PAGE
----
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How Deregulation Will Impact on Refining Business in Nigeria – Kyari Explains

Amid mixed reactions following the increase on the pump price of patrol in Nigeria, the Group Managing Director (GMD) of the Nigerian National Petroleum Corporation (NNPC), Mele Kyari has spoken on how deregulation of the downstream sector of the oil and gas industry in Nigeria will reshape investment in the refining business.

In a statement signed by the Group General Manager, Group Public Affairs Division, Dr Kennie Obateru, in Abuja, on Tuesday, Kyari explained that deregulation will increase investment in the refining industry.

According to the GMD, the deregulation would also facilitate exponential growth in the nation’s refining capacity, adding that though the idea of price stabilisation which led to the introduction of fuel subsidy in the 1970s was noble, it had grown into a huge financial burden on the nation’s treasury over the years.

He observed that the removal of subsidy in March would   free up much-needed cash to fund infrastructural development as the move would also eliminate market distortions and foster competition between operators.

Kyari added that it would get more private sector players to build refineries in the country and promote efficiency across the entire value chain.

The statement insisted that increasing Africa’s refining capacity as well as quality of fuel required respective refineries to implement sustainable, coordinated pan-African solutions.

Kyari maintained that these would help meet the target fuel specifications and thus protect the health and well-being of African nations and their citizenry.

“It is important to note at this point that the future of our continent does not just lie in our ability to unlock value from our vast natural resources or powering an industrial and economic revolution, but also in our ability to implement proven refining solutions that consider the broader public health implications of our business decisions,” he said.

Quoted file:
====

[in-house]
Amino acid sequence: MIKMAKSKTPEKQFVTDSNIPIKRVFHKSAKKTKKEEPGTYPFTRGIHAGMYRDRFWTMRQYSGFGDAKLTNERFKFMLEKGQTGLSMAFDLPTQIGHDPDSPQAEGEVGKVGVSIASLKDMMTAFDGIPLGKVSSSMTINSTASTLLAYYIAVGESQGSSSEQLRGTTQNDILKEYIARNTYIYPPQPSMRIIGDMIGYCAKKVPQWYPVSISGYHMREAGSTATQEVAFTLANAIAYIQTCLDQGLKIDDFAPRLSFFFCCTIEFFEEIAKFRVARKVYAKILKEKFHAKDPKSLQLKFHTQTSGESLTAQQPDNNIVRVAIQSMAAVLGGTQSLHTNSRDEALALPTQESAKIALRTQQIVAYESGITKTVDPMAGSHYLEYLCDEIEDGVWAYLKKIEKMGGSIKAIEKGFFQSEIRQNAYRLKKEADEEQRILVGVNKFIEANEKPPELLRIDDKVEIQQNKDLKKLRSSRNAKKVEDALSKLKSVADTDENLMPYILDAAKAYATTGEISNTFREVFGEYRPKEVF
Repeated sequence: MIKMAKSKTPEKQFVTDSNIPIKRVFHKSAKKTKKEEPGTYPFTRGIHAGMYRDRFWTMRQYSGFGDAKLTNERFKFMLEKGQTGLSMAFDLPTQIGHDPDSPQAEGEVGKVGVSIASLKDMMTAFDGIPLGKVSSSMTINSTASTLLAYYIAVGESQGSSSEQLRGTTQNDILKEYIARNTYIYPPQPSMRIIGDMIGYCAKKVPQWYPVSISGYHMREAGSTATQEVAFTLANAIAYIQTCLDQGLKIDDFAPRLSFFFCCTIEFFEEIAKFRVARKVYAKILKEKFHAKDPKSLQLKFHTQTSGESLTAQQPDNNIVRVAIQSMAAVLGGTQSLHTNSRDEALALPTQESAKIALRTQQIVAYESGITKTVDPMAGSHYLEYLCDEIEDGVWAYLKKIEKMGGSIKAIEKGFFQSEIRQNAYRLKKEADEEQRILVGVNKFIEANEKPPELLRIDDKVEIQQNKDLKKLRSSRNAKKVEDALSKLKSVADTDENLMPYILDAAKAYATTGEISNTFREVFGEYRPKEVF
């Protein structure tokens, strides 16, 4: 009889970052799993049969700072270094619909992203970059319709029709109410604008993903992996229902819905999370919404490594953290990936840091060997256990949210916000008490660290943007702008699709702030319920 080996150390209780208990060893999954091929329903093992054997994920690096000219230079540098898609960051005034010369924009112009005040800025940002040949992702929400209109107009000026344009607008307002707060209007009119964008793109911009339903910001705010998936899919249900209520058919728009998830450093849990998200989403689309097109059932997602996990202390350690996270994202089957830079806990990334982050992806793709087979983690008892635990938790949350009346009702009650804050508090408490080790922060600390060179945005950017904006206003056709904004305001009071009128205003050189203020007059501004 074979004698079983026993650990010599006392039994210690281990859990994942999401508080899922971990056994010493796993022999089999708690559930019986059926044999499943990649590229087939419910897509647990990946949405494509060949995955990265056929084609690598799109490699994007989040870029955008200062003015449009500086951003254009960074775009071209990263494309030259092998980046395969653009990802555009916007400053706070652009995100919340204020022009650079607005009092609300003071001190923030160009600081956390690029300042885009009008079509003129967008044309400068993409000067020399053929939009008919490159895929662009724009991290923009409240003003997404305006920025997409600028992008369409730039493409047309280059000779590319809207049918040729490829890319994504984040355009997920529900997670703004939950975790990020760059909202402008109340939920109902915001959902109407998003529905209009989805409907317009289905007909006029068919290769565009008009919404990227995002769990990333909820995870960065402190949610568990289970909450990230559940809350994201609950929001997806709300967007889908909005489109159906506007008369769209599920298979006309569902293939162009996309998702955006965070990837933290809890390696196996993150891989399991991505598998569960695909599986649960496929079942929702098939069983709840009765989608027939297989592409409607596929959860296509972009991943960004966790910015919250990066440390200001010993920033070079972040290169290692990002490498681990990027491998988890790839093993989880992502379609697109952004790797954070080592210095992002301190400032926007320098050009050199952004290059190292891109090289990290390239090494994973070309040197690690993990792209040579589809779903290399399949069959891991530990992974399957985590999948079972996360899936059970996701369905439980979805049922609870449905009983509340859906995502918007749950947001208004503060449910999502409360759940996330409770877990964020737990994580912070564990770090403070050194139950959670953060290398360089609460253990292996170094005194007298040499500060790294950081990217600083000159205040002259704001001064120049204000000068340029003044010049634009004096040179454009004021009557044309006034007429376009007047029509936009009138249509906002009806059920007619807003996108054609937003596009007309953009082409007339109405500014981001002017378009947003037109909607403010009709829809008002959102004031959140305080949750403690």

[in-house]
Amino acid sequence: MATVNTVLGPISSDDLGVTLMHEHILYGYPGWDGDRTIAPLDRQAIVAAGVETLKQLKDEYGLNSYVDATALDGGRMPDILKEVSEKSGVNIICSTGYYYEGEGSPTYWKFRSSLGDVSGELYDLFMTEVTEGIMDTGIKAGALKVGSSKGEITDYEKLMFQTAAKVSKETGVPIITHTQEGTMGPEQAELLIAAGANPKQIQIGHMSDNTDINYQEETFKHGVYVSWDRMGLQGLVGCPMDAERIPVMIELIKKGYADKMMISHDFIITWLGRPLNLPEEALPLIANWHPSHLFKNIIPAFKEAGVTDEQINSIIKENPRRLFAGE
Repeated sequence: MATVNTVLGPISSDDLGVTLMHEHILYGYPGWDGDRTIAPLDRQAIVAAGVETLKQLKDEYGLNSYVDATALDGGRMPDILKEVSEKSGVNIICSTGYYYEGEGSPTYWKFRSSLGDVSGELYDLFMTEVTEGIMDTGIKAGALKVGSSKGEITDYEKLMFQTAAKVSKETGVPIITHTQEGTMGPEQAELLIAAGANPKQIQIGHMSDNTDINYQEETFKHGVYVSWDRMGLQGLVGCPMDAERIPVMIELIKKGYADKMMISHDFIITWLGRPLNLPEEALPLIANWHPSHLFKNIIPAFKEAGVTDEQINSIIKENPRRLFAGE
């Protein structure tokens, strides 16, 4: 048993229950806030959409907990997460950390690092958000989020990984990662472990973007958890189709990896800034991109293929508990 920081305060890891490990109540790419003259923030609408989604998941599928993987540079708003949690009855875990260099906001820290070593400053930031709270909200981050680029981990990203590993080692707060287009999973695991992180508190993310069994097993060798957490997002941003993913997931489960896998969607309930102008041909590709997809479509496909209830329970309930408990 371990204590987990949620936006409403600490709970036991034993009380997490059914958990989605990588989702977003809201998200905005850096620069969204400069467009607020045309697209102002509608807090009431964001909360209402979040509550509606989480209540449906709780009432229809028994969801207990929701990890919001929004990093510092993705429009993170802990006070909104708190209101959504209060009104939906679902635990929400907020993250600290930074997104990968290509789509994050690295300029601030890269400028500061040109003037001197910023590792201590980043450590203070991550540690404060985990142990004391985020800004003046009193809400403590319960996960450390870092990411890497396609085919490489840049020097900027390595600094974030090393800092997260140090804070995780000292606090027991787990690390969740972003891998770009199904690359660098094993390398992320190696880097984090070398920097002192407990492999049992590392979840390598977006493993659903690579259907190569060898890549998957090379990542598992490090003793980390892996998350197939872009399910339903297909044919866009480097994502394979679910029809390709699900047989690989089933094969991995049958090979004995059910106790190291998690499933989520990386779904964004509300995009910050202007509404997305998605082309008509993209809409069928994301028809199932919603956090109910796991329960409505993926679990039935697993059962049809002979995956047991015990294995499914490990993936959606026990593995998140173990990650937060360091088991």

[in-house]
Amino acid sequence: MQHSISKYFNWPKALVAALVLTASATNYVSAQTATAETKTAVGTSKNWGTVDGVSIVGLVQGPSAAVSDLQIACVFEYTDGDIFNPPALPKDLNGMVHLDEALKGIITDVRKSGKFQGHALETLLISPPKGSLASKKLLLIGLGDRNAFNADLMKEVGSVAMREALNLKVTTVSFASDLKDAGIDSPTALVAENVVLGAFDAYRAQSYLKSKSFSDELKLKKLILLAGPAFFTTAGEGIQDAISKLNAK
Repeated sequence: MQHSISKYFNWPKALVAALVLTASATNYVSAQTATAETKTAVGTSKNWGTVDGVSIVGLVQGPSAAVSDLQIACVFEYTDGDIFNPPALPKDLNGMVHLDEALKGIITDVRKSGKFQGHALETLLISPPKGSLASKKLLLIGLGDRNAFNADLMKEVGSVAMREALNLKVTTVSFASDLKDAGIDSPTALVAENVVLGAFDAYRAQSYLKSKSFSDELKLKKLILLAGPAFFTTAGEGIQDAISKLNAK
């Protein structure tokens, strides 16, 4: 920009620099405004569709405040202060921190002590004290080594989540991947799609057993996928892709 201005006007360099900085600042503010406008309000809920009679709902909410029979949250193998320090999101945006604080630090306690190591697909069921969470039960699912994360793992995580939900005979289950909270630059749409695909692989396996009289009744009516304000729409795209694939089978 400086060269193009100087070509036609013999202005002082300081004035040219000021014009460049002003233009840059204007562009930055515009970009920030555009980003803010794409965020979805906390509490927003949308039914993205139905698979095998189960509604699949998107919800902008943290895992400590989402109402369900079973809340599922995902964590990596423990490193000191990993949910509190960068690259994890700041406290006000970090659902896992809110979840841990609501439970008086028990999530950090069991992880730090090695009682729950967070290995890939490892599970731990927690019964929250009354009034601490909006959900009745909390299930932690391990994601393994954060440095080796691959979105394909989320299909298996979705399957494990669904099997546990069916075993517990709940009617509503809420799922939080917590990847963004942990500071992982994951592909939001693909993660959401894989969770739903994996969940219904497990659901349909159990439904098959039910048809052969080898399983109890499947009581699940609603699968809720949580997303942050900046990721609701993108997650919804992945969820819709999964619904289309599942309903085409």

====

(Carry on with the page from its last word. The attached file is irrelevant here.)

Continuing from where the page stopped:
Revealing that the government is making concerted efforts to carry out holistic rehabilitation of its refineries in Port Harcourt, Warri and Kaduna, Kyari maintained that t the corporation was also collaborating with relevant stakeholders to establish modular and condensate refineries.

He said it was also supporting private sector establishment of refineries, saying that “These projects will be in line with the AFRI standards of AFRI-4 specifications of 50 particles per million for diesel and 150 particles per million for gasoline by 2020, and AFRI-5 specification of 50 particles per million of sulphur in gasoline and diesel by 2030 respectively.

“Considering that revamp of petroleum products storage depots and associated pipelines is key to optimal operations of the refineries, the Corporation has decided to use a Build, Operate and Transfer (BOT) strategy to restore these facilities using private sector financing,” he said.

While disclosing that the process has progressed significantly, with the process of partner selection  ongoing to ensure sustainability of the refineries post rehabilitation, he noted that Nigeria was intensifying the use of natural gas to ensure lower emissions.

The GMD therefore noted that natural gas had been identified as the fuel of choice for the future, as it had the full credentials to support the achievement of the Sustainable Development Goals (SDGs).

The NNPC helmsman said that the outlook for the downstream sector, both in Nigeria and across the African continent, looked bright.

He said this was so with attractive market conditions, large market and significant crude distillation capacity additions from various refinery projects, improvement of the distribution network and the use of natural gas.

The GMD called on the refining professionals across the continent to utilise the abundant opportunities for strategic collaboration across the entire downstream value chain toward delivering value for the continent.

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